For years, consumers and businesses have used the term “value” to mean “a good buy” — the financially least expensive or highest quality choice. But, the notion of “value” is changing. Now it is becoming associated with “what the business stands for.” A real shift is occurring in our economic culture, where companies that walk their talk — and their “talk” is values — is becoming the key reason why people choose to work for them and to buy from them.
Principled Leadership is quickly becoming applied by many companies to ensure their strategy and their culture pursues their core values. Identifying your organization's core values, and then using them to make decisions, is the foundation to create a values-based culture. Principles — basic mores or rules that describe how we will conduct ourselves — are a great technique to ensure the culture “walks the values talk.” A company should identify its four to six key principles by which it will live, and then share them throughout its workforce.
What are principles? There are three criteria to help create a solid
• It should be accessible or understandable by anyone in the company.
• It should evoke an emotional or visual connection with the person.
• The company must be willing to fire someone if they do not pursue the principle.
This last point is crucial; if your company is not willing to hold its employees accountable to the key principles, then it will not become a values-based organization.
Some examples of good principles are:
• “Contribute to the mission today! Don't just keep a seat warm.”
• “Make a difference in the company every day!”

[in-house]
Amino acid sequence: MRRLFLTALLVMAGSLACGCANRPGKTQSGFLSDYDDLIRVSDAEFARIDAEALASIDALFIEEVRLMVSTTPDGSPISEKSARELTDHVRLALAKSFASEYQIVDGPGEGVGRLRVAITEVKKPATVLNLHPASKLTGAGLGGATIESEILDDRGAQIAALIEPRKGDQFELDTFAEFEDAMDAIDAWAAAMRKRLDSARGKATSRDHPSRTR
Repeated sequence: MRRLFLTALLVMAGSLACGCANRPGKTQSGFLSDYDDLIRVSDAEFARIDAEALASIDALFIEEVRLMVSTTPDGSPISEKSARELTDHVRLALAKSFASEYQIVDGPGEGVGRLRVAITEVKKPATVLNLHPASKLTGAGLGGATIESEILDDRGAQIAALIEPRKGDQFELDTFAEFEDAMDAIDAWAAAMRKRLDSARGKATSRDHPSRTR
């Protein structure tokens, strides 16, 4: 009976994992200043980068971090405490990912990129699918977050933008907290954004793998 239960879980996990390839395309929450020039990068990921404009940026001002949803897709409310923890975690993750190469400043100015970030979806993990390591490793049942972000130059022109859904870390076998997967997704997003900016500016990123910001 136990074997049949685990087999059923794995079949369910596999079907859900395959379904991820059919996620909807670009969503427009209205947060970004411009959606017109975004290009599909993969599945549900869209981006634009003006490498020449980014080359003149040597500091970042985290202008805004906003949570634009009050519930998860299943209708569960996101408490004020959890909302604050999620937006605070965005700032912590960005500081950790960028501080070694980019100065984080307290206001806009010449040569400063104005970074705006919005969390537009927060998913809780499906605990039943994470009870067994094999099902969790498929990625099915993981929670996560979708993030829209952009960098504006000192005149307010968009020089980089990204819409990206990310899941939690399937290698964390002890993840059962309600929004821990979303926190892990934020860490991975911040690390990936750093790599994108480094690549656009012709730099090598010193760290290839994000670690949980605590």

• “Don't meet problems with a baseball bat.”
Once identified, principles should be shared throughout the company, and managers and leaders should discuss examples with their staff of how they are or are not being applied properly. Principles are not just something thrown up on a wall or sheet of paper to be seen. They are lived.
Recently, I visited Southwest Airlines headquarters in Dallas. Walking through their halls and talking with their employees, it was instantly obvious that they don't just talk a talk. They walk it throughout their culture. Southwest knows what it stands for and lives it daily.
If you want to pursue a values-based culture and principled leadership — start at the top. The leadership must state its values and principles, live them and enforce them. Then, make sure you recruit new employees based on those values and principles. Share them with your customers. Over time, your brand will become synonymous with, not only, your products or services, but with your values, and you will attract future customers and employees because of them.
Your Business Coach is a monthly column produced by The Persimmon Group, an Oklahoma-based consulting firm that offers practical, results-oriented advice for business professionals of all disciplines and business owners across industries. Today's column is by TPG Founder and CEO Bill Fournet. Email him at email@example.com.